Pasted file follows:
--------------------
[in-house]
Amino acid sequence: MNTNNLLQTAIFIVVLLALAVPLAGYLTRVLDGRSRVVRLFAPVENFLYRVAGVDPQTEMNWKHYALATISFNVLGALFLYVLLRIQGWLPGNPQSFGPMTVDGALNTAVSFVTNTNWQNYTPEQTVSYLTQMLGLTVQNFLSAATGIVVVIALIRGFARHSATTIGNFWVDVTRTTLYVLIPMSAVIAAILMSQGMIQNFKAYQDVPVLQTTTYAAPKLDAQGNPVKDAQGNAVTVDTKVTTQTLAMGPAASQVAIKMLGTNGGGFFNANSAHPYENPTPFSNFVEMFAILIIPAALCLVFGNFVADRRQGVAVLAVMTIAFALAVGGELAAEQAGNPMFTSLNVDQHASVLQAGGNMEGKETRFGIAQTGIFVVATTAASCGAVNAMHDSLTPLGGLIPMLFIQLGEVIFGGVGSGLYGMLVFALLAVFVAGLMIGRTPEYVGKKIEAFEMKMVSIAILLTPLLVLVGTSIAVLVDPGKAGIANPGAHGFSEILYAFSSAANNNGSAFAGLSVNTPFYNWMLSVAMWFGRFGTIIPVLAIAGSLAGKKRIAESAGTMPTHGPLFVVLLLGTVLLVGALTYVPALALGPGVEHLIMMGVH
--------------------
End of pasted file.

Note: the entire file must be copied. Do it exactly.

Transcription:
[in-house]
Amino acid sequence: MNTNNLLQTAIFIVVLLALAVPLAGYLTRVLDGRSRVVRLFAPVENFLYRVAGVDPQTEMNWKHYALATISFNVLGALFLYVLLRIQGWLPGNPQSFGPMTVDGALNTAVSFVTNTNWQNYTPEQTVSYLTQMLGLTVQNFLSAATGIVVVIALIRGFARHSATTIGNFWVDVTRTTLYVLIPMSAVIAAILMSQGMIQNFKAYQDVPVLQTTTYAAPKLDAQGNPVKDAQGNAVTVDTKVTTQTLAMGPAASQVAIKMLGTNGGGFFNANSAHPYENPTPFSNFVEMFAILIIPAALCLVFGNFVADRRQGVAVLAVMTIAFALAVGGELAAEQAGNPMFTSLNVDQHASVLQAGGNMEGKETRFGIAQTGIFVVATTAASCGAVNAMHDSLTPLGGLIPMLFIQLGEVIFGGVGSGLYGMLVFALLAVFVAGLMIGRTPEYVGKKIEAFEMKMVSIAILLTPLLVLVGTSIAVLVDPGKAGIANPGAHGFSEILYAFSSAANNNGSAFAGLSVNTPFYNWMLSVAMWFGRFGTIIPVLAIAGSLAGKKRIAESAGTMPTHGPLFVVLLLGTVLLVGALTYVPALALGPGVEHLIMMGVH